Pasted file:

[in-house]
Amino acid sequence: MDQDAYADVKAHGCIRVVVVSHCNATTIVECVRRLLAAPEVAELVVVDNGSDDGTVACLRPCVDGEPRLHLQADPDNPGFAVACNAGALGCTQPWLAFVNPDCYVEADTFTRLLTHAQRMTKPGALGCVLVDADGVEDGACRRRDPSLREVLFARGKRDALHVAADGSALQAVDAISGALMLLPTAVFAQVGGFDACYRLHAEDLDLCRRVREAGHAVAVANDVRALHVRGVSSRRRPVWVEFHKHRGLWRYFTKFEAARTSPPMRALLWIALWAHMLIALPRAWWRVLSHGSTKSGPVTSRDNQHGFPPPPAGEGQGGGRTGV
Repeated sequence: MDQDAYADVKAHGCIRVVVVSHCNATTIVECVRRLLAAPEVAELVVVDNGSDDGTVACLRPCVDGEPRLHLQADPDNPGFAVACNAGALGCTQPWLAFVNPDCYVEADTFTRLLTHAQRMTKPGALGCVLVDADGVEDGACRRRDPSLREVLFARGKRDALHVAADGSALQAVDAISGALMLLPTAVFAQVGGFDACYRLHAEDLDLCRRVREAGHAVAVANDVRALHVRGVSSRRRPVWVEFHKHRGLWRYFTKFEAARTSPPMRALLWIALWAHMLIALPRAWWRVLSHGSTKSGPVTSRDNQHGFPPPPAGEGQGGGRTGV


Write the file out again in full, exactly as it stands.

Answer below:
[in-house]
Amino acid sequence: MDQDAYADVKAHGCIRVVVVSHCNATTIVECVRRLLAAPEVAELVVVDNGSDDGTVACLRPCVDGEPRLHLQADPDNPGFAVACNAGALGCTQPWLAFVNPDCYVEADTFTRLLTHAQRMTKPGALGCVLVDADGVEDGACRRRDPSLREVLFARGKRDALHVAADGSALQAVDAISGALMLLPTAVFAQVGGFDACYRLHAEDLDLCRRVREAGHAVAVANDVRALHVRGVSSRRRPVWVEFHKHRGLWRYFTKFEAARTSPPMRALLWIALWAHMLIALPRAWWRVLSHGSTKSGPVTSRDNQHGFPPPPAGEGQGGGRTGV
Repeated sequence: MDQDAYADVKAHGCIRVVVVSHCNATTIVECVRRLLAAPEVAELVVVDNGSDDGTVACLRPCVDGEPRLHLQADPDNPGFAVACNAGALGCTQPWLAFVNPDCYVEADTFTRLLTHAQRMTKPGALGCVLVDADGVEDGACRRRDPSLREVLFARGKRDALHVAADGSALQAVDAISGALMLLPTAVFAQVGGFDACYRLHAEDLDLCRRVREAGHAVAVANDVRALHVRGVSSRRRPVWVEFHKHRGLWRYFTKFEAARTSPPMRALLWIALWAHMLIALPRAWWRVLSHGSTKSGPVTSRDNQHGFPPPPAGEGQGGGRTGV